Cesare Lombroso was an Italian university professor and criminologist, born in Nov. 6, 1835, in Verona, who became worldwide renowned for his studies and theories in the field of characterology, or the relation between mental and physical characteristics. Lombroso tried to relate certain physical characteristics, such as jaw size, to criminal psychopathology, or the innate tendency of individuals toward sociopathy and criminal behavior. As such, Lombroso's approach is a direct descendant of phrenology, created by the German physician Franz Joseph Gall in the beginning of the nineteenth century, and closely related to other fields of characterology, such as craniology and physiognomy. His theory has been scientically discredited, but Lombroso had the merit of bringing up the importance of the scientific studies of the criminal mind, a field which became known as criminal anthropology.
Lombroso studied at the universities of Padua, Vienna, and Paris, and was later (1862-1876) a professor of psychiatry at the University of Pavia and of forensic medicine and hygiene (1876), psychiatry (1896) and criminal anthropology (1906) at the University of Turin. He was also the director of a mental asylum in Pesaro, Italy.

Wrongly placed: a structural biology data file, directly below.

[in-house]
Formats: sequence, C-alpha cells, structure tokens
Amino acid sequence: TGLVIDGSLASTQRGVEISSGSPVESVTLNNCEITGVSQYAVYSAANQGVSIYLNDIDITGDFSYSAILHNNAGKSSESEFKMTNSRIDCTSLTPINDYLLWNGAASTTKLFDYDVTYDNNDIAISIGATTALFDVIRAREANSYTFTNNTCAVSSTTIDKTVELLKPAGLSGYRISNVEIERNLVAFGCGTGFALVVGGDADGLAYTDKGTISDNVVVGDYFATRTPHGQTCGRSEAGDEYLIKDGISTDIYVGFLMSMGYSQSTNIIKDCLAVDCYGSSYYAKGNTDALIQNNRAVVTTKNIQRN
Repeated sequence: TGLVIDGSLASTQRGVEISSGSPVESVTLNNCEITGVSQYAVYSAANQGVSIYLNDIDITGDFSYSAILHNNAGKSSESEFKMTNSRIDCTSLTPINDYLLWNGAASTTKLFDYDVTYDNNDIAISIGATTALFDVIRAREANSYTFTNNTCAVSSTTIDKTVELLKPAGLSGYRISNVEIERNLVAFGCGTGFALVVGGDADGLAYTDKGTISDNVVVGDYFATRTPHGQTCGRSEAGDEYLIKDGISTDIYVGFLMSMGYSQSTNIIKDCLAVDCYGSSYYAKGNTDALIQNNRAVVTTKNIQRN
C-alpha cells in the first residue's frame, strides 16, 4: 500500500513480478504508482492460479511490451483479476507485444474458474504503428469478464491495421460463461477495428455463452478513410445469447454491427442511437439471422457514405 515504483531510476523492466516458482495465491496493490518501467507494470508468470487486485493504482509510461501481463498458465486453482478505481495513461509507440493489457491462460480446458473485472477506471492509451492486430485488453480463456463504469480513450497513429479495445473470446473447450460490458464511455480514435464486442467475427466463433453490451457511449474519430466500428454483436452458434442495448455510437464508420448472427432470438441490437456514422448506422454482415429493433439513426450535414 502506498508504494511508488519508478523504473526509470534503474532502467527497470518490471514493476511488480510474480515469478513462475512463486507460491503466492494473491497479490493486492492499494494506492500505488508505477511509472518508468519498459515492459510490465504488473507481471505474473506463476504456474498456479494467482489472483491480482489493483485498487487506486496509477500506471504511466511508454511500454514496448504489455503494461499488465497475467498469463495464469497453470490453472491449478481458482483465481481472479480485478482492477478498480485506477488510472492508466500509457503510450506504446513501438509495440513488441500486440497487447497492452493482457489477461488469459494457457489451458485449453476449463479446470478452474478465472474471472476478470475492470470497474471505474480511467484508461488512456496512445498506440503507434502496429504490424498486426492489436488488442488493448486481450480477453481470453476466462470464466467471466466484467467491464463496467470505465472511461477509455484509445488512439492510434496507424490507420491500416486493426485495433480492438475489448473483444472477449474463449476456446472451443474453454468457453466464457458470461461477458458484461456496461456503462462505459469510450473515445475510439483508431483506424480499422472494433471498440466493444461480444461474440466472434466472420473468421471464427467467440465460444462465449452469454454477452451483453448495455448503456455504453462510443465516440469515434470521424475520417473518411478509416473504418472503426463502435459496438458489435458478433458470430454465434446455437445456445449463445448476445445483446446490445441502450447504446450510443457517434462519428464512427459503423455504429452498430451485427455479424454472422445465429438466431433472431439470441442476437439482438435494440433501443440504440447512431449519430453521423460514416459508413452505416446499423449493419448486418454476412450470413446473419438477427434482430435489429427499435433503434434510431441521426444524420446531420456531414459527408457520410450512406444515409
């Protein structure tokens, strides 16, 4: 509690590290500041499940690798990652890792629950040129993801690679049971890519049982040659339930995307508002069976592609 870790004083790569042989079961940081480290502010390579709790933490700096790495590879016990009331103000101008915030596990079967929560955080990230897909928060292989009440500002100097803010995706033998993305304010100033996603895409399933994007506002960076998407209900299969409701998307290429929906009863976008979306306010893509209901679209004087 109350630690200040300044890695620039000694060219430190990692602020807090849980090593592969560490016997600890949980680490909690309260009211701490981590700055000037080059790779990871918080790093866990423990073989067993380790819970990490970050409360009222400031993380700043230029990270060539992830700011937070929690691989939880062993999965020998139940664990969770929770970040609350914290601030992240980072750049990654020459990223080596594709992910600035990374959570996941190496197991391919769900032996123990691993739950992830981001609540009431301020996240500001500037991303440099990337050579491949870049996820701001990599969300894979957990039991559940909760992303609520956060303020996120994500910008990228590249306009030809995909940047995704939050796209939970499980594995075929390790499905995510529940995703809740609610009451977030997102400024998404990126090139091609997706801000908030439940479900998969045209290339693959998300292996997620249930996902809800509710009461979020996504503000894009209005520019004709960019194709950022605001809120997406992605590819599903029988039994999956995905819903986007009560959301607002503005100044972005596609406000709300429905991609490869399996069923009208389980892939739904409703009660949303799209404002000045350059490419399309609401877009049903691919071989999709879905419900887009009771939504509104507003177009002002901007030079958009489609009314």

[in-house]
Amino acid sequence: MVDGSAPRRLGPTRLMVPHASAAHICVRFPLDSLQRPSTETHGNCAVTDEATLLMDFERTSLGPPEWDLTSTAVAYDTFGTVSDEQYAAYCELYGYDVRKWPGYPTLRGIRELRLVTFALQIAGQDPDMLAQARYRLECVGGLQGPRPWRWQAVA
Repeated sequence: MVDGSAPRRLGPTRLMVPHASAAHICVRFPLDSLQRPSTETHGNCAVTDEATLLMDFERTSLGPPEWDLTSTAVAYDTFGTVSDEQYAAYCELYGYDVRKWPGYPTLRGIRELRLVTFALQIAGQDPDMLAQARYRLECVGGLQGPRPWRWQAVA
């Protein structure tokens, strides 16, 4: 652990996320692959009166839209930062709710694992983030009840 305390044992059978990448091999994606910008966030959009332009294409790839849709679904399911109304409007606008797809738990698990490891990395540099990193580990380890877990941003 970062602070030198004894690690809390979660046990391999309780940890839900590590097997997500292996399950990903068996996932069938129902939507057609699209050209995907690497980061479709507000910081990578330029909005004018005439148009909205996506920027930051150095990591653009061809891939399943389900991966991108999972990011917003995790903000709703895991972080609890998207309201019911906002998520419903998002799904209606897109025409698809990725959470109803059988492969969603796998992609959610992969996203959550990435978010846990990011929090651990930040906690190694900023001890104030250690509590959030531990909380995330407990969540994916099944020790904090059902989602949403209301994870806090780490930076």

Lombroso's main idea was partly inspired by the evolutionary and genetical studies at the end of the nineteenth century, and proposed that certain criminals had physical evidence of an "atavistic" (reappearance of characteristics which were present only in distant ascendants) or hereditary sort, reminiscent of earlier, more primitive stages of human evolution. These anomalies, named as stigmata by Lombroso, could be expressed in terms of abnormal forms or dimensions of the skull and jaw, assymmetries in the face, etc, but also of other parts of the body. These associations were later shown to be highly inconsistent or plainly inexistent, and theories based on the environmental causation of criminality became dominant.
Despite the unscientific nature of his theories, Lombroso was highly influential in Europe (and also in Brazil) among criminologists and jurists. Among his books are L'Uomo Delinquente (1876; "The Criminal Man") and Le Crime, Causes et Remèdes (1899; Crime, Its Causes and Remedies).
Lombroso died in Oct. 19, 1909, in Turin, Italy.
the History of Brain Localization"
By: Renato M.E. Sabbatini, PhD
In: Brain & Mind, March 1997.